Book Review: "Watching You" by Lisa Jewell

You can be sure of two things when Autumn arrives. First of all, everyone will drink a Pumpkin Spice Latte, cause it`s the epitome of Fall. Second of all, everyone will start reading thrillers/ horror novels. I`ll admit, I don`t often reach for mystery novels, but I am more inclined to read them during this season. Last year I picked up my first Agatha Christie mysteries, and reading them was such a wild ride. Man, that lady could write! I`m pretty sure her books are considered classics by now, so sometimes it's nice to read more contemporary novels. With that in mind, I decided to pick up "Watching You" by Lisa Jewell. I got a hardback copy for 6£ in Sainsbury's, so I thought why the hell not? It was cheap, and the premise sounded interesting.

"But what do you do with an unattainable crush once it`s yours to keep? What does it become? Should there perhaps be a word to describe it? Because that`s the thing with getting what you want: all that yearning and dreaming and fantasising leaves a great big hole that can only be filled with more yearning and dreaming and fantasising. And maybe that`s what lay at the root of Joey`s sudden and unexpected obsession with Tom Fitzwilliam. Maybe he arrived at the precise moment that the hole in Joey`s interior fantasy life needed filling".

The story starts with a bang: there`s been a murder, but you`re not aware of the identity of the victim or the criminal. You`re then taken a few weeks back and introduced to a complex array of characters. I know that some people found this confusing, but I`ve enjoyed the multiple omniscient POVs. The action takes place in a small, posh neighbourhood in Bristol, and you just know that nothing is as it seems. Behind the beautiful walls, people hide rotten secrets. Almost everyone gives stalker vibes, and it`s hard to find a character that`s completely redeemable. I suppose creepy characters is a thriller/ mystery trope that`s still going strong.

I must say, I found the teenagers in the book more compelling than the adults. For starters, I couldn`t stand Joey. She`s a bit of a screw-up: she got married to a guy she met in Ibiza, she currently lives with her brother and she can`t get a decent job. I don`t know if we were meant to sympathize with her, maybe a better background story would have done the trick. As soon as she moves in with her brother, she becomes obsessed with her neighbour, high-school teacher Tom Fitzwilliam. Although I had a few eye-rolls, I liked the fact that the story seems to go in one direction, only to change course a few chapters later.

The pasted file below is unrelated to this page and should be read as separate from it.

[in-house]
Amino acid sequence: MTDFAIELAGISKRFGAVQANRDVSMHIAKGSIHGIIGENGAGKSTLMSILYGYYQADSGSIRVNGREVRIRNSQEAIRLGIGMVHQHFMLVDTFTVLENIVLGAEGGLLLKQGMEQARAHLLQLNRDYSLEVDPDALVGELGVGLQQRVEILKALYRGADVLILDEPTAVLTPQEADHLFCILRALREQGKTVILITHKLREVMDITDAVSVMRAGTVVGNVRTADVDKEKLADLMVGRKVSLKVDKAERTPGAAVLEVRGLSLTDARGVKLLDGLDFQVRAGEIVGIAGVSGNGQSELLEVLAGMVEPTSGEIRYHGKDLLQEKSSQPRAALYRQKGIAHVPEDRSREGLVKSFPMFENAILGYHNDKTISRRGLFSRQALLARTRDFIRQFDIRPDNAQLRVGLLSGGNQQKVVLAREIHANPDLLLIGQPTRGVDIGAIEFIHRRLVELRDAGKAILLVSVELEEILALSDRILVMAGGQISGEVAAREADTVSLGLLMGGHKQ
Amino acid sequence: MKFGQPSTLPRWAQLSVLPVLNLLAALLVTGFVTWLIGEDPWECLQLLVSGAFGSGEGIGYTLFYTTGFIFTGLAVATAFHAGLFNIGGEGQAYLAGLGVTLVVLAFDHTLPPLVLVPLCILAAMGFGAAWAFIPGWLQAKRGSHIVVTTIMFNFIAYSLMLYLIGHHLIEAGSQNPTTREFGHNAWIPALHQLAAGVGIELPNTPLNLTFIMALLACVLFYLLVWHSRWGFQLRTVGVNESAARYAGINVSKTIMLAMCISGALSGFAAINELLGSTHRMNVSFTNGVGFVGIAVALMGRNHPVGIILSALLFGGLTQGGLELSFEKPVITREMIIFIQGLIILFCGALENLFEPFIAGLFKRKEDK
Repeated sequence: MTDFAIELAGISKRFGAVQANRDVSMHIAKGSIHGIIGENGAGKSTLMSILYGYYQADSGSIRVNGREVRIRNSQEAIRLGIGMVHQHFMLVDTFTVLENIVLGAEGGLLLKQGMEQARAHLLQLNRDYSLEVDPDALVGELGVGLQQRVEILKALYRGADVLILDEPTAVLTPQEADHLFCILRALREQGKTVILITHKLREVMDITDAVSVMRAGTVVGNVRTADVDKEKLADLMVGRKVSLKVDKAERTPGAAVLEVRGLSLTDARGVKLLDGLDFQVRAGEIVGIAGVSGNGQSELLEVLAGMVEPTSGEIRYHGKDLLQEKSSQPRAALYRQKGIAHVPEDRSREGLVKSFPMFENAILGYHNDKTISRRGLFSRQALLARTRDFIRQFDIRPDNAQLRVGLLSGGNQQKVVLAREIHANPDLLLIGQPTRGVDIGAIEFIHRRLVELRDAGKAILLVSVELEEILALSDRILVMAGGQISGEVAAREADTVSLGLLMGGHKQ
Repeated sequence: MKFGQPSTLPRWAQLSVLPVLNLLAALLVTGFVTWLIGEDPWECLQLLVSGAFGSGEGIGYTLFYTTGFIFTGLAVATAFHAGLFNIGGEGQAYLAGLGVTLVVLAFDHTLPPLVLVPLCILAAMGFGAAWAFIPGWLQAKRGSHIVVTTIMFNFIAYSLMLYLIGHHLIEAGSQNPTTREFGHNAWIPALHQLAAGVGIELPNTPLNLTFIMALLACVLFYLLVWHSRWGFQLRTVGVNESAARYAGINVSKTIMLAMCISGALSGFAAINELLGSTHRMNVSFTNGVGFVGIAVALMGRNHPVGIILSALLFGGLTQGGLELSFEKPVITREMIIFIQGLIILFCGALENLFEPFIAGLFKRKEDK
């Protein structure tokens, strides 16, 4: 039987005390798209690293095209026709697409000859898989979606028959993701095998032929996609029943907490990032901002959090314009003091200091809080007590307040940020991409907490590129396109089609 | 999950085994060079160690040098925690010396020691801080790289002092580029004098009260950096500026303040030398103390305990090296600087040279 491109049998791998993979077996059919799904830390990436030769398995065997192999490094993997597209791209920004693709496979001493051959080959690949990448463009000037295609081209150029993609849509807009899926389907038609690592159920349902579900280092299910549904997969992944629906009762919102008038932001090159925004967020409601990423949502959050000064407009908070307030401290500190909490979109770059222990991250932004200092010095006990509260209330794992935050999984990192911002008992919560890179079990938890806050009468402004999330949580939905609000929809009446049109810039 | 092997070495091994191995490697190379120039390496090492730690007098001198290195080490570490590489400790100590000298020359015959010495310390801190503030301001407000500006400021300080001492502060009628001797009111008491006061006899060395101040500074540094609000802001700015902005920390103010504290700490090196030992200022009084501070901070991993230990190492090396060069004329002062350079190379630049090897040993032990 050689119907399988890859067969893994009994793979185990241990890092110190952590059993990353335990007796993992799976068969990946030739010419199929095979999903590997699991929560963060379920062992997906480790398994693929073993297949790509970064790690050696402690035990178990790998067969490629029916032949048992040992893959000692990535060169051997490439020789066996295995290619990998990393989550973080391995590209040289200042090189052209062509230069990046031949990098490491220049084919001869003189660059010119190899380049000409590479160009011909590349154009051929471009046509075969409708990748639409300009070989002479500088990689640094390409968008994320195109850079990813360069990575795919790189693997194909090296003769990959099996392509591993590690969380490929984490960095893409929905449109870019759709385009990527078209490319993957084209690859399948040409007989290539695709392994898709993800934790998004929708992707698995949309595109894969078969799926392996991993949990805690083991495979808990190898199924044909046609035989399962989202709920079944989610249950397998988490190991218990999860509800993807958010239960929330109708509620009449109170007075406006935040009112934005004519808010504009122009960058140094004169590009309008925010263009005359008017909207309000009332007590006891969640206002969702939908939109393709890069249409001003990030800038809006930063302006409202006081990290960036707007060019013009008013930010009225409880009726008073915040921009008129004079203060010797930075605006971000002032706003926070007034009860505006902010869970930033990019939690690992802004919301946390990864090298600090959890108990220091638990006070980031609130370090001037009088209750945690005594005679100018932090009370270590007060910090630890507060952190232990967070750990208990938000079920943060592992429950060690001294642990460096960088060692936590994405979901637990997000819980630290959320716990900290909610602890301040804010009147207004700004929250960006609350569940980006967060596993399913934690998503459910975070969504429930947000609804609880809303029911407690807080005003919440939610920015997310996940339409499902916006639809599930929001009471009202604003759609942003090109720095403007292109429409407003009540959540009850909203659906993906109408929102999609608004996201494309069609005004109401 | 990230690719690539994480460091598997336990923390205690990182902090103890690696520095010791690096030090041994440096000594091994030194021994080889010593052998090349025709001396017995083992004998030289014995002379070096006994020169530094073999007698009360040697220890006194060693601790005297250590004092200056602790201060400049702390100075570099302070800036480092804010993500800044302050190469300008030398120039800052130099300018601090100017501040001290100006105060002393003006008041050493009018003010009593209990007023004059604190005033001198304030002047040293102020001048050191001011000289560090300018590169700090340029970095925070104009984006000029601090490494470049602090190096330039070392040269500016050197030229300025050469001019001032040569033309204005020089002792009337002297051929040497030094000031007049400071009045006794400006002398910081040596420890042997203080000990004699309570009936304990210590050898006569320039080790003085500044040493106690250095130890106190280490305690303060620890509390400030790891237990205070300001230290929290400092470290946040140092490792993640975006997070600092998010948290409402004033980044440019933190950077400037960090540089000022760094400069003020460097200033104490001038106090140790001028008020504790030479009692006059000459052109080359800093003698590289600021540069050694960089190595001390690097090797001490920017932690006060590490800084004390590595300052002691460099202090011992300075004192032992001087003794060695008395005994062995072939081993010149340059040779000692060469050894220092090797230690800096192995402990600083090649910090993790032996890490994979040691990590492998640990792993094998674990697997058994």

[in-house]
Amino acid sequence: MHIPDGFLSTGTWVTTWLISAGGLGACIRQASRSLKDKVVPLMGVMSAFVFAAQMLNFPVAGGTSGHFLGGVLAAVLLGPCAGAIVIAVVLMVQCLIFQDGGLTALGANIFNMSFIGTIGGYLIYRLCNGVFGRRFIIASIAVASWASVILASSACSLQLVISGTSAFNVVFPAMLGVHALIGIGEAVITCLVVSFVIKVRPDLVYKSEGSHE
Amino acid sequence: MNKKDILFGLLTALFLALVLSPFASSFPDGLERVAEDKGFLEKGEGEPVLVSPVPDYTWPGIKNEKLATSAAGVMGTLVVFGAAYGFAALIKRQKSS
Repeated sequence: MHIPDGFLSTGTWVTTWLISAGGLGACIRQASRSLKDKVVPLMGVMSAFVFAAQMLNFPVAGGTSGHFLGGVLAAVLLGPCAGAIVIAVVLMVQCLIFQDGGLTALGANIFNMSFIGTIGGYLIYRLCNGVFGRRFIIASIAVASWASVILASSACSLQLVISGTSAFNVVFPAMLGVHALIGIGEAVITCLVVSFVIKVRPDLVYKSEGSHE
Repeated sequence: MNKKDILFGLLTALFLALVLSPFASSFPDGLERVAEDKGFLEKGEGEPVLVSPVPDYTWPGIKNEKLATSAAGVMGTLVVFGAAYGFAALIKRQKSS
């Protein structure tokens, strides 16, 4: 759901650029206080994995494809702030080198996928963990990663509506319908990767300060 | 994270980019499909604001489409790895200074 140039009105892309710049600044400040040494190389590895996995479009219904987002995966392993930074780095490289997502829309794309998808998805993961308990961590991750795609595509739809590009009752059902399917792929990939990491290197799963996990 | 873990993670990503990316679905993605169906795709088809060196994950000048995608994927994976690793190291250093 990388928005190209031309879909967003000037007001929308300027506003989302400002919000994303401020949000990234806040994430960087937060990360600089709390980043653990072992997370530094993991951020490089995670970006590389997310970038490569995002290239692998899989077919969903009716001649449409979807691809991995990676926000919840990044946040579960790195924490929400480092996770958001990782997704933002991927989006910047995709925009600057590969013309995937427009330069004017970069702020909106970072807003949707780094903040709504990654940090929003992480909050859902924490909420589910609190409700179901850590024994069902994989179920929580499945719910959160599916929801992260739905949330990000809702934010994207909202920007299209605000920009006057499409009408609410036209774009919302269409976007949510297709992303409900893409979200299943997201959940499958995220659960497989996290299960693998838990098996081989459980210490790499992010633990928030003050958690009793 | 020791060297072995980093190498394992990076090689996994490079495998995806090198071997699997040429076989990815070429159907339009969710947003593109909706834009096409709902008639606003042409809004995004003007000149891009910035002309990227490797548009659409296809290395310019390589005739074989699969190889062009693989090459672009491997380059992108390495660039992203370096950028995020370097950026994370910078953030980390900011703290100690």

Whilst the adults act like teenagers, it`s actually the kids that have more common sense. Like I said earlier, Joey`s chapters weren`t my favourite, but I enjoyed the other two perspectives, from Freddie and Jenna. If I were to choose my favourite character, I would say without a doubt, Jenna. Her mum struggles with mental illness, and it`s up to Jenna to be the grown-up. Being one of the most popular girls at school, Jenna has a reputation to maintain, and I loved the parallels between her behaviour at school and her behaviour at home. And even though he does some questionable things, I liked Freddie, Mr Fitzwilliam`s son. Despite the creepy attitude, he`s a sweet kid, and his actions are crucial to the overall story.

All in all, I gave this book 3.5 stars. I did not see the ending coming, but after finishing it, there were too many coincidences for my liking. Also, it`s not technically a spoiler, but I would have liked for the murder to be premeditated. I have issues, I know. But the thing is: I felt bad for the criminal. I`m not saying that the victim had it coming, but it would have been more interesting if it were a revenge murder. Anyway, despite my minor complaints, it was a well-written book, with interesting characters and an eerie ambience. Definitely recommend it as a Halloween read.

No comments